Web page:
Economy growth falls as power shortages bite

Dr Ngowi
Tanzania’s economic growth slowed down in the fourth quarter of last year to 6.5 per cent from 6.7 per cent during a similar period the year before due to poor power supply.

The Gross Domestic Product (GDP) report released this week by the National Bureau of Statistics (NBS) said the growth rate of electricity fell to negative 1.7 per cent in the fourth quarter of last year compared to 9.7 per cent in the similar quarter of 2010.

 This, says the report, was caused by a decrease in electricity generation due to low water level at the hydro-dams and a shortfall in electricity generated from gas caused by stoppage during the maintenance of gas turbines.

“During the period under review, there have been a number of challenges that had negative impacts on the economy, especially manufacturing and electricity activities. The challenges included a fall in electricity generation and that had negative effect on manufacturing,” the report said.

According to data compiled by The Citizen, the economy in 2011 grew at an average rate of 6.4 per cent compared to 6.5 per cent in 2010. Growth projections for 2011 were 6.0 per cent and this year the government expects the economy to grow at the rate of 7.2 per cent.

In the first quarter of 2011 the economy grew by 5.8 per cent, jumping to 6.7 per cent in the second quarter and then to 6.4 per cent in the third quarter, data from the NBS indicate.  The slow growth comes against the backdrop of high inflation as well as dwindling government revenue.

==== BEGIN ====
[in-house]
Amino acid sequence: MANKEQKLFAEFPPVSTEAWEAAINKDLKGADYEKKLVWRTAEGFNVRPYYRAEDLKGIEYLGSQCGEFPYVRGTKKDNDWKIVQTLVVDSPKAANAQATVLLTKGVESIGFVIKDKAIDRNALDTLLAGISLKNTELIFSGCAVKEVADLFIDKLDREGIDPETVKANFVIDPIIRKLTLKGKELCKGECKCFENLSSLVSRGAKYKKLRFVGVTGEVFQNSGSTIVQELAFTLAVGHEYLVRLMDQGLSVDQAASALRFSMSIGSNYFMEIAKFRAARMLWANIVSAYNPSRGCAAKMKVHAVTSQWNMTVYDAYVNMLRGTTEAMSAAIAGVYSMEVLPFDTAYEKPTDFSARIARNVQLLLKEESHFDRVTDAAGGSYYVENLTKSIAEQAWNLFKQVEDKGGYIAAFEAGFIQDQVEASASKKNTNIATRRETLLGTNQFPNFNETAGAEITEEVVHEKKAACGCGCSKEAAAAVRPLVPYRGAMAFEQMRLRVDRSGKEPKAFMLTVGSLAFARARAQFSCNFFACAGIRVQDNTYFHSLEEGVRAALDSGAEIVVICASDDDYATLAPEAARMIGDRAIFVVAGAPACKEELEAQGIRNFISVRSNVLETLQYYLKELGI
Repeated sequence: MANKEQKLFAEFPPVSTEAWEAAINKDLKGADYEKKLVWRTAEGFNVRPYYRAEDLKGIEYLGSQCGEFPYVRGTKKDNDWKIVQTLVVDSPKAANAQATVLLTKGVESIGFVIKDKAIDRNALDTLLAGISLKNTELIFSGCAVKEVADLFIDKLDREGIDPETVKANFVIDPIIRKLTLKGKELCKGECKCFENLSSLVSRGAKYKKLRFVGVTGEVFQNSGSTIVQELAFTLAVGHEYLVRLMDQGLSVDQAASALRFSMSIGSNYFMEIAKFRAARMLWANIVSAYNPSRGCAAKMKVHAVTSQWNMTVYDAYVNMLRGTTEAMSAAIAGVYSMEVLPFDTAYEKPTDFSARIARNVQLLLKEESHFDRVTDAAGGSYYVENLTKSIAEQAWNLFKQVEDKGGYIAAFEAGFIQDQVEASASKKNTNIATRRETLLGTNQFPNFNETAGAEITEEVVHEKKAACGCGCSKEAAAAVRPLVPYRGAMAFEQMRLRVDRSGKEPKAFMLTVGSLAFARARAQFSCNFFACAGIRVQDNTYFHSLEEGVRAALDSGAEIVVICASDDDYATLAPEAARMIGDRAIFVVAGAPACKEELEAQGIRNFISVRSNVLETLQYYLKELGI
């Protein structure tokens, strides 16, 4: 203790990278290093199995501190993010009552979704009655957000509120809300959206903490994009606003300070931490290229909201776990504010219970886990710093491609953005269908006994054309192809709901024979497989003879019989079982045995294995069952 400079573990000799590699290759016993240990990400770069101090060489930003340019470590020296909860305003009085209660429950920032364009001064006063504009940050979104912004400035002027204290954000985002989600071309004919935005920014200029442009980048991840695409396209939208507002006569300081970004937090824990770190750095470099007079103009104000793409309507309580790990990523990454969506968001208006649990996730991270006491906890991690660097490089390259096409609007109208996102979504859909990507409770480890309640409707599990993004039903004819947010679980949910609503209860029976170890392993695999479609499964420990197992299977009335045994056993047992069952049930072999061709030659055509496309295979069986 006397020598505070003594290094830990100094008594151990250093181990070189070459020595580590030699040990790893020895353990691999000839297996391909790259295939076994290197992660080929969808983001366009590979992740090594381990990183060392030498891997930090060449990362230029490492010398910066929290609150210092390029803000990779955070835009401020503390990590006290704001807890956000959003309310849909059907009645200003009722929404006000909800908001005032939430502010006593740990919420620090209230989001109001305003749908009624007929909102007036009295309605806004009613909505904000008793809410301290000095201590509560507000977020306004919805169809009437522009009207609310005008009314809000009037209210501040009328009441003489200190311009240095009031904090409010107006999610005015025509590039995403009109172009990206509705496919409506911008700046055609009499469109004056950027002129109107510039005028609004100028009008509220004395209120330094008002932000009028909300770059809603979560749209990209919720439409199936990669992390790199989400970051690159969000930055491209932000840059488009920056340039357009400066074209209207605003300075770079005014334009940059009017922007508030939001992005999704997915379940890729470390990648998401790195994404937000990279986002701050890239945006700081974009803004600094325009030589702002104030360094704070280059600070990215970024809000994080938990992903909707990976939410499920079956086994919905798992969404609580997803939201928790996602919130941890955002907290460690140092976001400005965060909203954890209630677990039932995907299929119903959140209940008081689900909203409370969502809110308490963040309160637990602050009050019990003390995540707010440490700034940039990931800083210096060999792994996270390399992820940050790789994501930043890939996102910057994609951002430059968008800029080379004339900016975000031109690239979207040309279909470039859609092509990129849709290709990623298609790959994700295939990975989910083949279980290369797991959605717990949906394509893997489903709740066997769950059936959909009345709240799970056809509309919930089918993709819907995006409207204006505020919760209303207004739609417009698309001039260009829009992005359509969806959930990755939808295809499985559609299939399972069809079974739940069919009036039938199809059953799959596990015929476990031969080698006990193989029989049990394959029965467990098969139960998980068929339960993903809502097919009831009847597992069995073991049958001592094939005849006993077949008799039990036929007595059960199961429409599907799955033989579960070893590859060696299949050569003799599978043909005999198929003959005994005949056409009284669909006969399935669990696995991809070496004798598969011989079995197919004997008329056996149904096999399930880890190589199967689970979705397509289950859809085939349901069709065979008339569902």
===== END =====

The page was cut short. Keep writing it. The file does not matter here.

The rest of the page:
Economists said the slow growth raises concerns and should serve as a wakeup call to the government to take steps to increase production.

The energy and minerals departments should put in place strategies to ensure reliable supply of energy.
“The direct influence of energy in economic growth remains an interesting question to deal with, as both agricultural and industrial activities depend mostly on it,” said Prof Delphin Rwegasira from the University of Dar es Salaam

Prof Rwegasira, who also serves as Mwalimu Julius Nyerere Professorial Chair in Development at the Dar es Salaam university, said the low growth of last year was anticipated due to power production shortages that persisted throughout most of the year.

Other economic sectors that recorded dismal growth rates, in addition to electricity, were manufacturing, agriculture, transport and communication.

Mining and quarrying, construction and fishing posted a higher growth rate. Reacting to the report on the sector’s growth figures, experts raised the alarm over the fact that there was higher growth mostly in sectors that do not impact directly on the lives of the people.

“While it is the mining sector that most of the time drives economic growth, still, it is like an enclave. There is little or no linkages with the rest of the economy to benefit the people,” commented Dr HonestNgowi from Mzumbe University’s Business School.

For the national economy to transform the quality of people’s lives, key sectors like agriculture, health, education, electricity and infrastructure have to grow faster.

According to the NBS report, growth rate in agriculture was 3.0 per cent in the second quarter from 3.3 per cent it recorded in the same period the year before.

“The performance was on account of favourable rainfall received in the regions that are potential for agricultural production during the period under review,” notes the report.

Mining and quarrying recorded a growth rate of 1.2 per cent in the in the same period from negative 9.1 per cent the same period in 2010, while construction posted a growth rate of 8.1 per cent from 1.0 per cent in the same period.

At the same time, financial intermediation recorded a growth rate of 13.3 per cent from 6.0 per cent in 2010. Transport and communication recorded a growth rate of 10.8 per cent in the fourth quarter compared to 17.2 per cent in the same quarter of 2010, while electricity recorded a negative growth rate of 1.7 per cent compared to 9.7 per cent in 2010.
Source: The Citizen,www.thecitizen.co.tz, reported by Felix Lazaro and Veneranda Sumila
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